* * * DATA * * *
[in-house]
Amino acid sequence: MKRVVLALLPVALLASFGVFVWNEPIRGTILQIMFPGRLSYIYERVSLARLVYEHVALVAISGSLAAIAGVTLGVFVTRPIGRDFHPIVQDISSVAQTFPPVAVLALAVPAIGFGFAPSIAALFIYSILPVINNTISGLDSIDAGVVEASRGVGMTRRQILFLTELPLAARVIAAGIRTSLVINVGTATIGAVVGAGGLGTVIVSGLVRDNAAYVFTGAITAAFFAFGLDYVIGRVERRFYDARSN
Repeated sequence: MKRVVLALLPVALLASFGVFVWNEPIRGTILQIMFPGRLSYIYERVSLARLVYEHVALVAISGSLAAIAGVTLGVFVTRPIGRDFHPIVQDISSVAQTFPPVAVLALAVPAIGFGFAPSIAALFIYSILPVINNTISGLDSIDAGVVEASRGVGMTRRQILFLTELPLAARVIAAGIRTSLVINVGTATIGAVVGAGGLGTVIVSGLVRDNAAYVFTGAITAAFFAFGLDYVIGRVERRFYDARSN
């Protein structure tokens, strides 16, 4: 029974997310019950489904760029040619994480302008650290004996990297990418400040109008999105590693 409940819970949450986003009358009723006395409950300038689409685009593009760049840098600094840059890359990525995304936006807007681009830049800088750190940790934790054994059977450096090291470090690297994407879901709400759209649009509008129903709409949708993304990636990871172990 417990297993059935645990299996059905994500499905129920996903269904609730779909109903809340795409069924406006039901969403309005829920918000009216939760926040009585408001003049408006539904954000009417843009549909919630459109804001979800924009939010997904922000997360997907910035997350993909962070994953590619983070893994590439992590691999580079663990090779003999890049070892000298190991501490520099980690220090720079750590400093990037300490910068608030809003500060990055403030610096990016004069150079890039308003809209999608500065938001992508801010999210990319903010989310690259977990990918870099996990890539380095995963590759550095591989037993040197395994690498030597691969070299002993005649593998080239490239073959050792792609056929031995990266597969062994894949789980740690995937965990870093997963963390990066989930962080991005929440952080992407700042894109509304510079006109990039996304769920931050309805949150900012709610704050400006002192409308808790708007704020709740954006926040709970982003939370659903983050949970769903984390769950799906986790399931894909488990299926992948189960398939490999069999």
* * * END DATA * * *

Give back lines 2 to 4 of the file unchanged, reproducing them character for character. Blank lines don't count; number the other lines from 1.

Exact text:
Amino acid sequence: MKRVVLALLPVALLASFGVFVWNEPIRGTILQIMFPGRLSYIYERVSLARLVYEHVALVAISGSLAAIAGVTLGVFVTRPIGRDFHPIVQDISSVAQTFPPVAVLALAVPAIGFGFAPSIAALFIYSILPVINNTISGLDSIDAGVVEASRGVGMTRRQILFLTELPLAARVIAAGIRTSLVINVGTATIGAVVGAGGLGTVIVSGLVRDNAAYVFTGAITAAFFAFGLDYVIGRVERRFYDARSN
Repeated sequence: MKRVVLALLPVALLASFGVFVWNEPIRGTILQIMFPGRLSYIYERVSLARLVYEHVALVAISGSLAAIAGVTLGVFVTRPIGRDFHPIVQDISSVAQTFPPVAVLALAVPAIGFGFAPSIAALFIYSILPVINNTISGLDSIDAGVVEASRGVGMTRRQILFLTELPLAARVIAAGIRTSLVINVGTATIGAVVGAGGLGTVIVSGLVRDNAAYVFTGAITAAFFAFGLDYVIGRVERRFYDARSN
């Protein structure tokens, strides 16, 4: 029974997310019950489904760029040619994480302008650290004996990297990418400040109008999105590693 409940819970949450986003009358009723006395409950300038689409685009593009760049840098600094840059890359990525995304936006807007681009830049800088750190940790934790054994059977450096090291470090690297994407879901709400759209649009509008129903709409949708993304990636990871172990 417990297993059935645990299996059905994500499905129920996903269904609730779909109903809340795409069924406006039901969403309005829920918000009216939760926040009585408001003049408006539904954000009417843009549909919630459109804001979800924009939010997904922000997360997907910035997350993909962070994953590619983070893994590439992590691999580079663990090779003999890049070892000298190991501490520099980690220090720079750590400093990037300490910068608030809003500060990055403030610096990016004069150079890039308003809209999608500065938001992508801010999210990319903010989310690259977990990918870099996990890539380095995963590759550095591989037993040197395994690498030597691969070299002993005649593998080239490239073959050792792609056929031995990266597969062994894949789980740690995937965990870093997963963390990066989930962080991005929440952080992407700042894109509304510079006109990039996304769920931050309805949150900012709610704050400006002192409308808790708007704020709740954006926040709970982003939370659903983050949970769903984390769950799906986790399931894909488990299926992948189960398939490999069999």